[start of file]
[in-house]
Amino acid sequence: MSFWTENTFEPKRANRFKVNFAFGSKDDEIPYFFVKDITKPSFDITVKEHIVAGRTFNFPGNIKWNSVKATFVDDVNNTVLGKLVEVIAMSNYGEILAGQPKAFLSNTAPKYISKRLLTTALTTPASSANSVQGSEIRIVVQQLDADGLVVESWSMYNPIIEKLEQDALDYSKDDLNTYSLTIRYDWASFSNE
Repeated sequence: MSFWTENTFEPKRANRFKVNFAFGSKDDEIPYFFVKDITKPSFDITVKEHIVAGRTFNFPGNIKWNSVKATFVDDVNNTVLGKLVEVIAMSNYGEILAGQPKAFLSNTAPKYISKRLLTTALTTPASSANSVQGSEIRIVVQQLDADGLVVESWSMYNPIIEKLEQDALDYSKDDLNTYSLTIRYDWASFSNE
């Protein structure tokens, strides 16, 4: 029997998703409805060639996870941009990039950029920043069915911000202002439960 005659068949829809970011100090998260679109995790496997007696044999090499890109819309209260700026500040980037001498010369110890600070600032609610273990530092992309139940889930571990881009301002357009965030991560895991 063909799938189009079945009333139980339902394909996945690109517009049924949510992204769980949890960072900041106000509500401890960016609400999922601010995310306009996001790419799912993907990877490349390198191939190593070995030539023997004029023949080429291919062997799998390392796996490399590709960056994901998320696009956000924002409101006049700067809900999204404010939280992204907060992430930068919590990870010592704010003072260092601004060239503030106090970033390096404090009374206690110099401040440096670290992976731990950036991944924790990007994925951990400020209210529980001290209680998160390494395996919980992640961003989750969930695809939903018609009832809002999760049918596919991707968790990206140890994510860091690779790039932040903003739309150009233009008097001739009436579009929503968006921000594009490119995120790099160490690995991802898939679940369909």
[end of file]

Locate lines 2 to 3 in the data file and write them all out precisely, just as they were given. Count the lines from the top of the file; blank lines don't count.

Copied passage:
Amino acid sequence: MSFWTENTFEPKRANRFKVNFAFGSKDDEIPYFFVKDITKPSFDITVKEHIVAGRTFNFPGNIKWNSVKATFVDDVNNTVLGKLVEVIAMSNYGEILAGQPKAFLSNTAPKYISKRLLTTALTTPASSANSVQGSEIRIVVQQLDADGLVVESWSMYNPIIEKLEQDALDYSKDDLNTYSLTIRYDWASFSNE
Repeated sequence: MSFWTENTFEPKRANRFKVNFAFGSKDDEIPYFFVKDITKPSFDITVKEHIVAGRTFNFPGNIKWNSVKATFVDDVNNTVLGKLVEVIAMSNYGEILAGQPKAFLSNTAPKYISKRLLTTALTTPASSANSVQGSEIRIVVQQLDADGLVVESWSMYNPIIEKLEQDALDYSKDDLNTYSLTIRYDWASFSNE